I work on mathematical models to guide and evaluate malaria control and elimination programmes in malaria endemic areas, in particular in the African setting. We aim to identify areas in which current tools and scale-up will successfully result in malaria elimination, and determine the most efficient and effective ways to reduce transmission. This project is funded by the Bill and Melinda Gates Foundation.
Before joining the Department of Infectious Disease Epidemiology, I completed my PhD program at the Research School of Population Health at the Australian National University, under the supervision of Associate Professor Kathryn Glass. My PhD research involved developing and analysing mathematical models for respiratory syncytial virus (RSV) in young children, to better understand RSV transmission dynamics and seasonality, and inform rollout strategies for a maternal RSV vaccine that is currently undergoing phase three trials.
A full list of publications can be found here: https://sites.google.com/site/alexandrabhogan/research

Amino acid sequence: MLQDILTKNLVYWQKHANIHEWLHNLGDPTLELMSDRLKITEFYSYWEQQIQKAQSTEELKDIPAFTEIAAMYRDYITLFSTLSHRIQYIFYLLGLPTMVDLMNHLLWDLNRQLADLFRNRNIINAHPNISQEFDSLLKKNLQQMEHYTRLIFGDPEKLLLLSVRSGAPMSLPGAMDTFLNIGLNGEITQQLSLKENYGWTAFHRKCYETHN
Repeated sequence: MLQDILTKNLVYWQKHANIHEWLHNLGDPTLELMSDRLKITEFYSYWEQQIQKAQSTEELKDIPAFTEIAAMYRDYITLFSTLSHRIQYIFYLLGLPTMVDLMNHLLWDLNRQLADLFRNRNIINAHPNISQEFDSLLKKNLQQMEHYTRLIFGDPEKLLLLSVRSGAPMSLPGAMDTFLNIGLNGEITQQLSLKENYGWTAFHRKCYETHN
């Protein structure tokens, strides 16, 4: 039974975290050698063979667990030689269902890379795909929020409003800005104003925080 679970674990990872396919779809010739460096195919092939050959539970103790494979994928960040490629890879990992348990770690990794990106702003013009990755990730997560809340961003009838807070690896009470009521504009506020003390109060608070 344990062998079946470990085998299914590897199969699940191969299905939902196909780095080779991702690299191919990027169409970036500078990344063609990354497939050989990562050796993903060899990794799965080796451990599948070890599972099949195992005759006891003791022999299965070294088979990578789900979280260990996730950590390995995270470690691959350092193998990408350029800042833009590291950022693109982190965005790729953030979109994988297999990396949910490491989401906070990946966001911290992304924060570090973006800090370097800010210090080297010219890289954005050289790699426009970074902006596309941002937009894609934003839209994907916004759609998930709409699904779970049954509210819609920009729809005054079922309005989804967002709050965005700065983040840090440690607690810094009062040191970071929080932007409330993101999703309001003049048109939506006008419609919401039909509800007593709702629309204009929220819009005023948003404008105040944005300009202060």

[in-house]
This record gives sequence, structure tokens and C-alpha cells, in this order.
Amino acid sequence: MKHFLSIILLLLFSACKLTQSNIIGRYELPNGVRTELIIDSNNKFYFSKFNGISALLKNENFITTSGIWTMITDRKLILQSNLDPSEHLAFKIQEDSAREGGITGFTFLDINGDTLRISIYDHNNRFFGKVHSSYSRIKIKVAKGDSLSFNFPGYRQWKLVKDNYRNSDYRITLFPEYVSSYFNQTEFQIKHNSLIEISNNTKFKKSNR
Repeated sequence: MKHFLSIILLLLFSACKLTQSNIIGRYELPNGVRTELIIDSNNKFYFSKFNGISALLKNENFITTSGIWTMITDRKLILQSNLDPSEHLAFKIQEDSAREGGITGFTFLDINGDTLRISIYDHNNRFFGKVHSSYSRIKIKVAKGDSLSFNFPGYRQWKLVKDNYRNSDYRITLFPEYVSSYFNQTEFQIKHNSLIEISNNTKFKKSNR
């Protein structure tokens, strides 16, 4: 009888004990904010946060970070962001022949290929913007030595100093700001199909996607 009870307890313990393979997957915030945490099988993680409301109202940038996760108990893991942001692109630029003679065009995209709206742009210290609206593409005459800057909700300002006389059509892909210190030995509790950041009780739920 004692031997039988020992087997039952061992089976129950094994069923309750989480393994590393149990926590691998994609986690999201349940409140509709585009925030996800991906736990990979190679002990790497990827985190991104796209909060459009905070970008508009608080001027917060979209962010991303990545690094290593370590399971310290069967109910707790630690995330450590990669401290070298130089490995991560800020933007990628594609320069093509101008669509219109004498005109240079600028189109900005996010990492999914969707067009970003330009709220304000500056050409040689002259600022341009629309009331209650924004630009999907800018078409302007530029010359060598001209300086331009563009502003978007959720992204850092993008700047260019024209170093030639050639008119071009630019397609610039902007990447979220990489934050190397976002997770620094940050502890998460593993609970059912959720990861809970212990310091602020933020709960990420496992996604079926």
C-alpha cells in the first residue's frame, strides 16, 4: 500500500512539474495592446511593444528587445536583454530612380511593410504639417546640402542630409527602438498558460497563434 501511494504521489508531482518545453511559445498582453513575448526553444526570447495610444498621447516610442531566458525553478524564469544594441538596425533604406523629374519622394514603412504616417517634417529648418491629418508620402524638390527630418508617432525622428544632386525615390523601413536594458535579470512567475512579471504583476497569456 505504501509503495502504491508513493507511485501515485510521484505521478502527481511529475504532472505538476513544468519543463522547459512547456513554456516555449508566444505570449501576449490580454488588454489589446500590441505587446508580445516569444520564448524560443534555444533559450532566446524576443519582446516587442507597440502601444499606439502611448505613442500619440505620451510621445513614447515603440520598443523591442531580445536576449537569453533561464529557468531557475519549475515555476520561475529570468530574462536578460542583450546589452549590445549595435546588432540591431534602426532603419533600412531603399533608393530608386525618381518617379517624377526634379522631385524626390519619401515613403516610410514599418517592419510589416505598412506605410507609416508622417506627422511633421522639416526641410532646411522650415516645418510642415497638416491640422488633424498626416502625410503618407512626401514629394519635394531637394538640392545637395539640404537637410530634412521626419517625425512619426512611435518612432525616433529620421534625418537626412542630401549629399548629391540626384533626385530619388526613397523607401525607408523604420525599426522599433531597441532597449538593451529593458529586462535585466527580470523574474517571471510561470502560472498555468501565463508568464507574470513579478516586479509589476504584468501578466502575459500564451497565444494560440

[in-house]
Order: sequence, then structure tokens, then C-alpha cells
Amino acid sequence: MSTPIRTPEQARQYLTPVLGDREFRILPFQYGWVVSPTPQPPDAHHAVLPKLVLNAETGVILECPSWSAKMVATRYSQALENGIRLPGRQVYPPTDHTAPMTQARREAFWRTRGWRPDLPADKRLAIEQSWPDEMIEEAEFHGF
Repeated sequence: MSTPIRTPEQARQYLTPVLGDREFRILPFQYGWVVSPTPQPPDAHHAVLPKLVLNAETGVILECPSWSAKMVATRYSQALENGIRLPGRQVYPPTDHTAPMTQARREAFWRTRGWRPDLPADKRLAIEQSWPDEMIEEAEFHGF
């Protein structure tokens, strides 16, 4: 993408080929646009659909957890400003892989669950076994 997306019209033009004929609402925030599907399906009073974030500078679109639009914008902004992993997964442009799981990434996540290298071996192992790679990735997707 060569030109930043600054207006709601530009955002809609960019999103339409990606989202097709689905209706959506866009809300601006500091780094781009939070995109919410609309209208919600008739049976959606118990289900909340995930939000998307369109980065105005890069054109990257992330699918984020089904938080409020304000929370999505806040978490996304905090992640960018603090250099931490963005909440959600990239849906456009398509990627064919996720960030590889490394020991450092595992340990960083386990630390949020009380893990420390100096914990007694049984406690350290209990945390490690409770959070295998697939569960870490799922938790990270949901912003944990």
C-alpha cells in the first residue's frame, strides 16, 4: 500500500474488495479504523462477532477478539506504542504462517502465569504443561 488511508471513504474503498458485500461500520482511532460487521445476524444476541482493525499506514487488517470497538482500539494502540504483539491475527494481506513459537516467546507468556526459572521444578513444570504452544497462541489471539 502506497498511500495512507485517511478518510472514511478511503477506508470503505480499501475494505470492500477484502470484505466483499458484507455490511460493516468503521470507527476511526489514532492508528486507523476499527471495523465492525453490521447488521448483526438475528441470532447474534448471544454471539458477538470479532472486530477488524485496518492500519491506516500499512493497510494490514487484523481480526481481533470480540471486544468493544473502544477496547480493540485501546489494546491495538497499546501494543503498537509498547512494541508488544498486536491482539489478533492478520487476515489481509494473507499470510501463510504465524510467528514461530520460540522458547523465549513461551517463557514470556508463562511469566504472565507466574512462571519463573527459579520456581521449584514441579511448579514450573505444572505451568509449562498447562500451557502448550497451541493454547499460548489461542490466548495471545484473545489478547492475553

et al., 2017, Unexpected Infection Spikes in a Model of Respiratory Syncytial Virus Vaccination, Vaccines, Vol:5, ISSN:2076-393X, Pages:12-12
et al., 2016, Time series analysis of RSV and bronchiolitis seasonality in temperate and tropical Western Australia, Epidemics, Vol:16, ISSN:1755-4365, Pages:49-55
et al., 2016, Exploring the dynamics of respiratory syncytial virus (RSV) transmission in children, Theoretical Population Biology, Vol:110, ISSN:0040-5809, Pages:78-85
et al., 2014, Modelling the Seasonal Epidemics of Respiratory Syncytial Virus in Young Children, Plos One, Vol:9, ISSN:1932-6203, Pages:e100422-e100422
et al., Modelling the seasonality of respiratory syncytial virus in young children, 20th International Congress on Modelling and Simulation (MODSIM), ISSN:1932-6203